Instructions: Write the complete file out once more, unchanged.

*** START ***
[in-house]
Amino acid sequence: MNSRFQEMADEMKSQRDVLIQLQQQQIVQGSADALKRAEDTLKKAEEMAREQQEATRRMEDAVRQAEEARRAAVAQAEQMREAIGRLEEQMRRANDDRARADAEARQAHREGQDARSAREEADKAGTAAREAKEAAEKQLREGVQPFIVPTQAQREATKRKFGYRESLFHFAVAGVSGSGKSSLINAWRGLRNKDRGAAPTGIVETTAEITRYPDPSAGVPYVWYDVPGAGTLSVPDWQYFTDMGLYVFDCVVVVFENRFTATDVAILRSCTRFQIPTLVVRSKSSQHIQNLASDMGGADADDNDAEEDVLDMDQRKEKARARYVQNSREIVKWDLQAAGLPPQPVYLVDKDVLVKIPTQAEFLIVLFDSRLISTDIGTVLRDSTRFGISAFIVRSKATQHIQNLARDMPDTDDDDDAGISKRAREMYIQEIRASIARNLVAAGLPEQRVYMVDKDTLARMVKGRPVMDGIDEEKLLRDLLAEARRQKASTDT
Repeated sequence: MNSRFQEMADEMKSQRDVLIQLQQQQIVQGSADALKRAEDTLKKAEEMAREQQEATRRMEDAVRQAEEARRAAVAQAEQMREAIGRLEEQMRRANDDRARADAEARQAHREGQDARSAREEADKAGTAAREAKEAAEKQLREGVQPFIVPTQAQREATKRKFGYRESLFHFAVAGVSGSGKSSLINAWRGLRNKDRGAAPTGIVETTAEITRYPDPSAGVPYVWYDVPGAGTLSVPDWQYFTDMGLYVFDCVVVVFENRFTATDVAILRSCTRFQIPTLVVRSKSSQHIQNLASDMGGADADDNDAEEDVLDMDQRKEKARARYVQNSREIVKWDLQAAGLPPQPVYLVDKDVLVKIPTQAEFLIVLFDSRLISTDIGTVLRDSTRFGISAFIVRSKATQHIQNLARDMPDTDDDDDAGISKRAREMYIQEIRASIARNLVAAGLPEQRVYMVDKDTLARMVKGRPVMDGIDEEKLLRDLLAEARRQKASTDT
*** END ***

[in-house]
Amino acid sequence: MNSRFQEMADEMKSQRDVLIQLQQQQIVQGSADALKRAEDTLKKAEEMAREQQEATRRMEDAVRQAEEARRAAVAQAEQMREAIGRLEEQMRRANDDRARADAEARQAHREGQDARSAREEADKAGTAAREAKEAAEKQLREGVQPFIVPTQAQREATKRKFGYRESLFHFAVAGVSGSGKSSLINAWRGLRNKDRGAAPTGIVETTAEITRYPDPSAGVPYVWYDVPGAGTLSVPDWQYFTDMGLYVFDCVVVVFENRFTATDVAILRSCTRFQIPTLVVRSKSSQHIQNLASDMGGADADDNDAEEDVLDMDQRKEKARARYVQNSREIVKWDLQAAGLPPQPVYLVDKDVLVKIPTQAEFLIVLFDSRLISTDIGTVLRDSTRFGISAFIVRSKATQHIQNLARDMPDTDDDDDAGISKRAREMYIQEIRASIARNLVAAGLPEQRVYMVDKDTLARMVKGRPVMDGIDEEKLLRDLLAEARRQKASTDT
Repeated sequence: MNSRFQEMADEMKSQRDVLIQLQQQQIVQGSADALKRAEDTLKKAEEMAREQQEATRRMEDAVRQAEEARRAAVAQAEQMREAIGRLEEQMRRANDDRARADAEARQAHREGQDARSAREEADKAGTAAREAKEAAEKQLREGVQPFIVPTQAQREATKRKFGYRESLFHFAVAGVSGSGKSSLINAWRGLRNKDRGAAPTGIVETTAEITRYPDPSAGVPYVWYDVPGAGTLSVPDWQYFTDMGLYVFDCVVVVFENRFTATDVAILRSCTRFQIPTLVVRSKSSQHIQNLASDMGGADADDNDAEEDVLDMDQRKEKARARYVQNSREIVKWDLQAAGLPPQPVYLVDKDVLVKIPTQAEFLIVLFDSRLISTDIGTVLRDSTRFGISAFIVRSKATQHIQNLARDMPDTDDDDDAGISKRAREMYIQEIRASIARNLVAAGLPEQRVYMVDKDTLARMVKGRPVMDGIDEEKLLRDLLAEARRQKASTDT